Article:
Beaufort Marine Center: Who We Are

Moores Marine has built its reputation as the premier company for restoration of antique and classic yachts with such projects as the 1931 "Honey Fitz," the eighth presidential yacht beloved by JFK and "Pilar," the 1933 Wheeler restored and retrofitted to play the role of Ernest Hemingway's sportfish for a film about his life.

In December, Moores Marine bought six acres on the Intracoastal Waterway in Beaufort, N.C. down the street from the 17-acre Moores Marine Yacht Center Inc., which opened in 2007. The new company was named Beaufort Marine Center Inc., in honor of the historic coastal town and to avoid confusion with the other Moores Marine a few blocks away.

"We love this area because of all the waterways and its boatbuilding tradition. There are sounds, rivers, Cape Lookout, you name it. It's not just the Intracoastal and the Atlantic Ocean. It's just a terrific place for boating and fishing," said Jim Moores, who founded the company in Florida in 1986 after building boats in Maine.

Beaufort Marine Center, BMC, formerly Core Creek Marine, caters to modern motor and sailing yachts with services including composite and Fiberglas and metal fabrication, repowering, systems, and rigging in addition Moores Marine's traditional craftsmanship in structural marine and interior carpentry and paint and varnish.

"The new marine center is part of Moores Marine in terms of how we do things but we wanted to give modern yachts the same attention we give to the antiques and classics," Moores said.

Beaufort, N.C., pronounced "Bo-furt," not to be confused with its South Carolina counterpart is strategically located because it is in the center of the eastern seaboard, he said.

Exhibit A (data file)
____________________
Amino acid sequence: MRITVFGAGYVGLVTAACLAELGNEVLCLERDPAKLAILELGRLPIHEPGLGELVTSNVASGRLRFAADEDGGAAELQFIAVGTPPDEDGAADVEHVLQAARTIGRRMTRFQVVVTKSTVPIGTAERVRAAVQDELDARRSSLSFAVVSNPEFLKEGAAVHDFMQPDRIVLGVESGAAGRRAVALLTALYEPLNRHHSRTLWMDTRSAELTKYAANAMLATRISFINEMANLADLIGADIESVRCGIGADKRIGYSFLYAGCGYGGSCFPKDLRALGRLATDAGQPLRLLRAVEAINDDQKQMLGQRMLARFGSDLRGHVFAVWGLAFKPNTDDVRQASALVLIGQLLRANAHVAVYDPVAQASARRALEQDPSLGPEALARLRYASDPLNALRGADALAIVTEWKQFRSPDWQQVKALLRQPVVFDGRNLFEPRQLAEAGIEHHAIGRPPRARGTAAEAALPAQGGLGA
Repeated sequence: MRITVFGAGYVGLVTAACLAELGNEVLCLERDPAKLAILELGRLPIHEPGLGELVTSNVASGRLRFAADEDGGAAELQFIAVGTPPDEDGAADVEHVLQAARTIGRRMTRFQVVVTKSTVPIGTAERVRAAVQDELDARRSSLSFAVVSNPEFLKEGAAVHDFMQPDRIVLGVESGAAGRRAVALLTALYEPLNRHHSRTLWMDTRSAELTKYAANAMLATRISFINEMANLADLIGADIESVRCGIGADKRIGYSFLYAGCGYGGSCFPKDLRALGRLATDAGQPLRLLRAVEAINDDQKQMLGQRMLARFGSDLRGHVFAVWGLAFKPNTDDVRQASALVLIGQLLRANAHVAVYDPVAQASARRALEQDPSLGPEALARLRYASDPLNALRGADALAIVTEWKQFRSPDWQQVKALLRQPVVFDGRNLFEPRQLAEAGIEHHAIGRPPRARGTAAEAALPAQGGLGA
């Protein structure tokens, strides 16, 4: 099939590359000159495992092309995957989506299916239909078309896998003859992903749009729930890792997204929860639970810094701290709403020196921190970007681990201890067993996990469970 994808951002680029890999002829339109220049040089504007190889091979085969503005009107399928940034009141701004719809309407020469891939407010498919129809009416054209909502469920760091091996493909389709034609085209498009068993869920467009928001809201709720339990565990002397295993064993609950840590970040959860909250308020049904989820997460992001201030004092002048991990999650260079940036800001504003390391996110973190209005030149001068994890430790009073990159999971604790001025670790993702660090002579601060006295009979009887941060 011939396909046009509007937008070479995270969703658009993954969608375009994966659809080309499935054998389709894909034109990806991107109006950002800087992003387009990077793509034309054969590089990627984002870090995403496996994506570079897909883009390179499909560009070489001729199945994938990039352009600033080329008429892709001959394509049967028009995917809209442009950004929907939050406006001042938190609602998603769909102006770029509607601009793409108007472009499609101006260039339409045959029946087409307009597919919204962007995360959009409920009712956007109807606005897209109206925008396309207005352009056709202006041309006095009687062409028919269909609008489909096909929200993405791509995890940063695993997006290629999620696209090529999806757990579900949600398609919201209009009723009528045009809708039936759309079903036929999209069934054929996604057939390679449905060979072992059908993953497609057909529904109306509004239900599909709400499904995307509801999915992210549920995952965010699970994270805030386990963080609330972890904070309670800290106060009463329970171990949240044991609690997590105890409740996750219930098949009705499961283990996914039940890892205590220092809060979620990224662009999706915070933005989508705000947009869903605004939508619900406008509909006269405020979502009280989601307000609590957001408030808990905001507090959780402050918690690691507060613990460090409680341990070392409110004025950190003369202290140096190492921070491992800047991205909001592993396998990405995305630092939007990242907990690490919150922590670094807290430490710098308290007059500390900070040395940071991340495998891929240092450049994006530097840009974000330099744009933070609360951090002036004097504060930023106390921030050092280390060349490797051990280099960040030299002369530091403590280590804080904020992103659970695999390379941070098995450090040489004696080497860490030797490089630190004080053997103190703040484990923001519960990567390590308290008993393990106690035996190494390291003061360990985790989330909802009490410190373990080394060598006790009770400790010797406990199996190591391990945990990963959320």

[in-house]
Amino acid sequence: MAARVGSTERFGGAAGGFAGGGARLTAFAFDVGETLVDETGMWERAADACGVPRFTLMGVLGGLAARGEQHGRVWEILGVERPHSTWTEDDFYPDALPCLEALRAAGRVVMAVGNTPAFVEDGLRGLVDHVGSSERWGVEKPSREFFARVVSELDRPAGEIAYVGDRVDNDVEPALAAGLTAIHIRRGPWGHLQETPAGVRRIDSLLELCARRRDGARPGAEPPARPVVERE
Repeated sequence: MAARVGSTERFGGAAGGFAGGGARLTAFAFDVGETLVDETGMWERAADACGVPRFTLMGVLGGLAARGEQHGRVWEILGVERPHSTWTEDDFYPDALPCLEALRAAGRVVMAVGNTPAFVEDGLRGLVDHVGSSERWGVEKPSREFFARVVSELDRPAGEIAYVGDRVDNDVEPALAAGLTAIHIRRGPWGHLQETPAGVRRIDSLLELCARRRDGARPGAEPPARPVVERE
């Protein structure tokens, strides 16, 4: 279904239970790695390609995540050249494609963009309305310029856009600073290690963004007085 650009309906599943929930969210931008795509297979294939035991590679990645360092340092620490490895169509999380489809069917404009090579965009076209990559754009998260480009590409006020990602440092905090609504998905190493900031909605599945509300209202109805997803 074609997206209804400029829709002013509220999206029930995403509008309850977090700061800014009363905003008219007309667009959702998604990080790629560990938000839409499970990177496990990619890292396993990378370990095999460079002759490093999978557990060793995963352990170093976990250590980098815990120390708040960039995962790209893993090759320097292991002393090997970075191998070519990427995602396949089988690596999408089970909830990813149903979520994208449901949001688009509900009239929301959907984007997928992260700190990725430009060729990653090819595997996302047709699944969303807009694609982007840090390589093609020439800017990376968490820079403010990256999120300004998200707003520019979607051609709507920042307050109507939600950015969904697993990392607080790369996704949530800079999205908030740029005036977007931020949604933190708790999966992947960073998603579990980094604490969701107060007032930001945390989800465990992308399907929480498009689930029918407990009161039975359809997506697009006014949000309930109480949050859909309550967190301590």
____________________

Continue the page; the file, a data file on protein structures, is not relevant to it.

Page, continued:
The seaport town is one of North Carolina's oldest and most historic towns, and home to the state's maritime museum, Duke University Marine Labs, Blackbeard lore, and Shackleford Banks wild ponies. And the area's myriad waterways from sounds to rivers to creeks to Cape Lookout makes Beaufort great for sailing, boating and fishing.

Plans for the new facility include floating slips and services geared toward expedition and megayachts under 151 feet, up to 200 tons.

"These 300 feet superyachts have these elaborate boatyards all over the world catering to them. Those places are like vacation spas. We aren't going to be that fancy, just a good clean boatyard where you can get your work done at a reasonable rate. We want to get you in and out as soon as we can so you can take a real vacation," Moores said.

Moores Marine started in South Florida in 1986 with Moores Marine of the Palm Beaches and the second location, Moores Marine Yacht Center opened in 2007. Before moving to Florida, Moores built commercial fishing boats and dories in Maine, where he learned his craft.

Moores Marine is known for its work on American-built antique and classic wooden yachts, particularly Trumpy yachts, and has completed in excess of 100 major projects including more than 25 Trumpy yachts.

"One of our new clients said he had heard of me, that I'm the guy who works on Trumpys and the rumor was I was going to fill our new yard with wooden boats. I had to laugh. I told him I didn't think there were enough Trumpy yachts to fill the yard I already have, all 17 acres, never mind the new one," Moores said.

Moores said the same clients who own an antique Trumpy or a Consolidated also own modern yachts.

"Many of our clients are collectors. They don't necessarily have a fleet, although some do, but one boat isn't enough," Moores said.

Nathan Smith
Service Manager Nate Smith brings more than 25 years of experience in the marine industry in North Carolina and South Florida, and has built a national reputation for top caliber, on-time, on-budget delivery of major restorations and repairs on projects of significance such as the 1934 Wheeler, Pilar. He customizes service to each clients' needs, budgets and timelines.
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